Crash of an Airbus A320-232 in the Mediterranean Sea: 66 killed
Date & Time: May 19, 2016 at 0229 LT
Type of aircraft:
Paris – Cairo
Crew on board:
Pax on board:
Captain / Total hours on type:
Aircraft flight hours:
The aircraft departed Paris-Roissy-Charles de Gaulle Airport at 2321LT on May 18 on an international schedule flight to Cairo. carrying 56 passengers and 10 crew members. The crew maintained radio contacts with the Greek ATC and was transferred to the Egyptian ATC but failed to respond. Two minutes after the airplane left the Greek Airspace, the aircraft descended from FL370 to FL220 in few seconds, apparently making a first turn to the left and then a 360 turn to the right before disappearing from the radar screen at 0229LT while at an altitude of 10'000 feet. It is believed that the aircraft crashed in the Mediterranean sea about 200 km north of Egyptian coast. The crew did not send any mayday message, thereby all assumptions remains open. It appears that some various debris such as luggage were found on May 20 about 290-300 km north of Alexandria. Two days after the accident, it is confirmed that ACARS messages reported smoke on board, apparently in the lavatory and also in a technical compartment located under the cockpit area. Above that, several technical issues were reported by the ACARS system. The CVR has been recovered on June 16, 2016, and the DFDR a day later. As both recorder systems are badly damaged, they will need to be repaired before analyzing any datas. On December 15, 2016, investigators reported that traces of explosives were found on several victims. Egyptian Authorities determined that there had been a malicious act. The formal investigation per ICAO Annex 13 was stopped and further investigation fell within the sole jurisdiction of the judicial authorities. Contradicting the Egyptian finding, the French BEA considered that the most likely hypothesis was that a fire broke out in the cockpit while the aircraft was flying at its cruise altitude and that the fire spread rapidly resulting in the loss of control of the aircraft.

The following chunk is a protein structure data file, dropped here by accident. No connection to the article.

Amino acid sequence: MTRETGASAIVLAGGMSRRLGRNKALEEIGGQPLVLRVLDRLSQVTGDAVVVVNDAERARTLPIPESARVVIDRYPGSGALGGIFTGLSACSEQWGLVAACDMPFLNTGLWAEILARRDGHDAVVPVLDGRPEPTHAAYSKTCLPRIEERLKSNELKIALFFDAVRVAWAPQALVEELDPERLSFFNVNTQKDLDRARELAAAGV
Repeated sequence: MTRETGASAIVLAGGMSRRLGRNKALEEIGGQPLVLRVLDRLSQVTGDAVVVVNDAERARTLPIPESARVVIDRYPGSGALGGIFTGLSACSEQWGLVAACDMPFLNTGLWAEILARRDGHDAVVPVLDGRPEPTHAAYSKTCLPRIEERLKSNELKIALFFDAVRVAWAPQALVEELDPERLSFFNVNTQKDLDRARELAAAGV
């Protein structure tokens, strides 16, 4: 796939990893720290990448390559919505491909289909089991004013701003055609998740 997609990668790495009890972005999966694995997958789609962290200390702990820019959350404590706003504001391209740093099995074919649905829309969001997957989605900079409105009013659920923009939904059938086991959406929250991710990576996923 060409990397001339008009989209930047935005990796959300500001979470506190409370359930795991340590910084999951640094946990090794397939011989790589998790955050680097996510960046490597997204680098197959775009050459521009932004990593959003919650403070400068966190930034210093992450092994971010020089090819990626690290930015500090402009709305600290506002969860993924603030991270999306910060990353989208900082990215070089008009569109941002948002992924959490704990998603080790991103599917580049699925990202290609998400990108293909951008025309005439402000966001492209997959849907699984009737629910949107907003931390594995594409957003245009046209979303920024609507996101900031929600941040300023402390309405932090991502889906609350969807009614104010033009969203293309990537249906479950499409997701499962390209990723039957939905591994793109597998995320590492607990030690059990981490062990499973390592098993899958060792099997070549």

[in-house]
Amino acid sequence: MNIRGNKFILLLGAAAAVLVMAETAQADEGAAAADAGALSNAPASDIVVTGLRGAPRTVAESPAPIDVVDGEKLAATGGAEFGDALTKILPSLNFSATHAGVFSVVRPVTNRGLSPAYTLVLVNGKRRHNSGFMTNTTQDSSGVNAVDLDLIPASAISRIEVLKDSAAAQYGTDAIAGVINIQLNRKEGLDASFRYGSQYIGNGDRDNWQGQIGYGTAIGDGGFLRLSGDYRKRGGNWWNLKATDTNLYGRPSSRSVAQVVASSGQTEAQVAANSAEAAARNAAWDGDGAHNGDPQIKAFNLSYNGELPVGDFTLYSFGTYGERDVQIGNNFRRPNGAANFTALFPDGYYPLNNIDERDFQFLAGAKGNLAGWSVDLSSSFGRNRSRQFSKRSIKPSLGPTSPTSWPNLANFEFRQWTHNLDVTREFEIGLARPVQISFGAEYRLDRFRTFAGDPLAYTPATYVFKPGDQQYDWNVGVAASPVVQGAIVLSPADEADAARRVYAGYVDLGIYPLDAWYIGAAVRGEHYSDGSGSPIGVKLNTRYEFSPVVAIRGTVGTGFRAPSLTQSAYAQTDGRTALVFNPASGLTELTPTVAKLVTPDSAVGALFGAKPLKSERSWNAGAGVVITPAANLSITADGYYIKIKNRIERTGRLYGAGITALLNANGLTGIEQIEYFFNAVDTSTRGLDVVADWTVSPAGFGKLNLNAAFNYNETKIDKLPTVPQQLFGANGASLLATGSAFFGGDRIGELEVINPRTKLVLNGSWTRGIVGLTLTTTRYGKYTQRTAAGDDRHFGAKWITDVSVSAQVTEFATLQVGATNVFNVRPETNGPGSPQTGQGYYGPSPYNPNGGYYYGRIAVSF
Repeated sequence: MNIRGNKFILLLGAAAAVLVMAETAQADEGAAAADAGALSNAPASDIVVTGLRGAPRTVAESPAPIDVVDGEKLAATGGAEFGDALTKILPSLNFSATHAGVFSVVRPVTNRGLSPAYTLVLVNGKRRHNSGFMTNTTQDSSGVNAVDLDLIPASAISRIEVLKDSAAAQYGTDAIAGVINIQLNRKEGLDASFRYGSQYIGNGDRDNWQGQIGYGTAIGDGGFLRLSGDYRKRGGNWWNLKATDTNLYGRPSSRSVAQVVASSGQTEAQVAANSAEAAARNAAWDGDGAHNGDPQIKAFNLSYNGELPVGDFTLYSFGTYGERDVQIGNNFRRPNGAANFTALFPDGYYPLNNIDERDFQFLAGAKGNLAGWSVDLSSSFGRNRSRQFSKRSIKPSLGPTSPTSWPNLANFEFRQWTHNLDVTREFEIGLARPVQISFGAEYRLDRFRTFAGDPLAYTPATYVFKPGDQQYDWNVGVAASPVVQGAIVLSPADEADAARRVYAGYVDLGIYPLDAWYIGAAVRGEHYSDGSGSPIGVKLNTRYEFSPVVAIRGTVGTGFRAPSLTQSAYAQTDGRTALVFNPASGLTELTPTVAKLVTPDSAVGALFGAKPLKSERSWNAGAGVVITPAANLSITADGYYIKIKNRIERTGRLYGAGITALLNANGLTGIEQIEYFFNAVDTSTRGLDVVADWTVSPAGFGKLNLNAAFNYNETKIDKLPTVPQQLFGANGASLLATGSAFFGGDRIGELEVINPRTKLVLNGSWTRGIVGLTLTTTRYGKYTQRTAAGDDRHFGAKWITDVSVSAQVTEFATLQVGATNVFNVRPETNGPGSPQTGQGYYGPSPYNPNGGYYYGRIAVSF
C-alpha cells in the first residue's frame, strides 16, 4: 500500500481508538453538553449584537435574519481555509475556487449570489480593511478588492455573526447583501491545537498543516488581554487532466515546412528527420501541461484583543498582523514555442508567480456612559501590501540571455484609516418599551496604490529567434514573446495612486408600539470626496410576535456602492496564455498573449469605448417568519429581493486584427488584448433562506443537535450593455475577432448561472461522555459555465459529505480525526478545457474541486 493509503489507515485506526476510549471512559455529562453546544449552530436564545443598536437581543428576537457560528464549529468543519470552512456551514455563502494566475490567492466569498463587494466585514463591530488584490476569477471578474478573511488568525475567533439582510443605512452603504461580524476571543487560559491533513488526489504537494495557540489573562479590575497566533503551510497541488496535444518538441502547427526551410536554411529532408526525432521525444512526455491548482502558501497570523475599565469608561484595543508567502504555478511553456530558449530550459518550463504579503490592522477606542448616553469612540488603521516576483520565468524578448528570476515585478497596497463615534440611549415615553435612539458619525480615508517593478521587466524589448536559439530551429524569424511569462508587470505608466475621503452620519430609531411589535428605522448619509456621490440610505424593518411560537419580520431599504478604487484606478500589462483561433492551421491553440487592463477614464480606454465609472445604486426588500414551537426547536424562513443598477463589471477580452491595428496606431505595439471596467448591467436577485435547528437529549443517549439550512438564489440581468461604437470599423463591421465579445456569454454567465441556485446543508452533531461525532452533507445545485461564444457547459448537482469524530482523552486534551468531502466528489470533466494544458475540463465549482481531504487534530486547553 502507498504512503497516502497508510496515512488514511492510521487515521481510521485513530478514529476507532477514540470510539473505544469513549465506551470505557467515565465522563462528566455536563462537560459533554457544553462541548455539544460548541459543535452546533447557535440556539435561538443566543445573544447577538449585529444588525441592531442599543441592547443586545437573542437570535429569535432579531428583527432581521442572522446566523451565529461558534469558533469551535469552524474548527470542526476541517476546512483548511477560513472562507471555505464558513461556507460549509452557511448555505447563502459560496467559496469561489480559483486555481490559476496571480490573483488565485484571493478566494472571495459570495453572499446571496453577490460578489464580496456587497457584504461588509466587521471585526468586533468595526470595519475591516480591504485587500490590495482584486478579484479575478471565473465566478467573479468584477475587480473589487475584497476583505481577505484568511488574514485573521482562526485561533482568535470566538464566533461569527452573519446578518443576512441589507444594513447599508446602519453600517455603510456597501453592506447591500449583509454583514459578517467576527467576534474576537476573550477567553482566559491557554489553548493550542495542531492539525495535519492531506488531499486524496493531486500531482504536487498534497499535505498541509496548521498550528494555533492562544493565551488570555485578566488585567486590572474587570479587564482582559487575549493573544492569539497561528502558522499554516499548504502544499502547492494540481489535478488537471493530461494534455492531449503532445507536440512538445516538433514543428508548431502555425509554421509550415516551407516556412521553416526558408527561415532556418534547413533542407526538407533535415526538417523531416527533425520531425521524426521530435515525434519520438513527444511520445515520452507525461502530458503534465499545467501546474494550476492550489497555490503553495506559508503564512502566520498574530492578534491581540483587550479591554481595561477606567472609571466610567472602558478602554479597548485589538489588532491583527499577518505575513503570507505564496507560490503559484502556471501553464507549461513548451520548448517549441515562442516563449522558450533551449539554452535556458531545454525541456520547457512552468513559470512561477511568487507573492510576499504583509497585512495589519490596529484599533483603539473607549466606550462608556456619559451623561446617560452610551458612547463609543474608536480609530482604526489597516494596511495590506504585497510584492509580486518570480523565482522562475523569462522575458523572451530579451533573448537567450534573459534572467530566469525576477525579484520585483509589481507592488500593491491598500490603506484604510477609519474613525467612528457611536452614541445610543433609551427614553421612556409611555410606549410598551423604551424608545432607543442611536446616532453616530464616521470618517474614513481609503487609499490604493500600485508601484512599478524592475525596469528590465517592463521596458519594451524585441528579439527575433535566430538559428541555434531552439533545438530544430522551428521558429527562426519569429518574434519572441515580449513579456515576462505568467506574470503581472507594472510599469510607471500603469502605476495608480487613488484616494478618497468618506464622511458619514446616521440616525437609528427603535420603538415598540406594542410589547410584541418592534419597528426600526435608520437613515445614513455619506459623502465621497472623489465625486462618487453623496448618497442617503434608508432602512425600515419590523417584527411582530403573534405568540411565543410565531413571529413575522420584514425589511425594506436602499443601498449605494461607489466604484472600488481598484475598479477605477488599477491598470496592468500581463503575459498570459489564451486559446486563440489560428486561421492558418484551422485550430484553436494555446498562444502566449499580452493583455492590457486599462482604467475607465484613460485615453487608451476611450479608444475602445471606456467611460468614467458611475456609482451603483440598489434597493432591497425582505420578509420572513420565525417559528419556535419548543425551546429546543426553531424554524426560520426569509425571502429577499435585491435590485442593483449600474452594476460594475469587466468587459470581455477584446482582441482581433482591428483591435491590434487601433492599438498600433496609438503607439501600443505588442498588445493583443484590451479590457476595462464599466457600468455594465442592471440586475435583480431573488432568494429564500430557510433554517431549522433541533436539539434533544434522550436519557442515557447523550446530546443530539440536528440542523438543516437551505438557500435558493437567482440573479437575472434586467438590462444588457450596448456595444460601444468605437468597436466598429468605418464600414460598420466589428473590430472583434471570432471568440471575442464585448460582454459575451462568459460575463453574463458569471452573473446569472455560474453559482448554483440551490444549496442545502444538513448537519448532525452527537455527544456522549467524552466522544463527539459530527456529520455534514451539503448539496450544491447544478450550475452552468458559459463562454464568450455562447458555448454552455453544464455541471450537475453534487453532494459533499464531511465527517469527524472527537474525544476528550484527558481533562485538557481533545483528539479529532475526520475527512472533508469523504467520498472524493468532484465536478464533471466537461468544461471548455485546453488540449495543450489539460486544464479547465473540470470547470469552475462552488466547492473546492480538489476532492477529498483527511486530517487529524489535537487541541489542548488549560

It was determined that the accident was the consequence of an in-flight fire in the cockpit but investigations were unable to establish the exact origin of the fire. Following the fire that probably resulted from an oxygen leak from the copilot's quick-fit mask system, both pilots left the cockpit in a hurry and were apparently unable to find and use the fire extinguisher. To this determining element, three possible contributory factors have been identified: a blanket charged with static electricity requested by the captain to sleep; fatty substances being part of the meal served to the pilots, and a high probability of a lit cigarette or a cigarette butt burning in an ashtray while the crew smoked regularly in the cockpit. The experts also noted unprofessional behavior by the flight crew who listened to music, made multiple comings and goings in the cockpit as well as a lack of attention about flight monitoring procedures.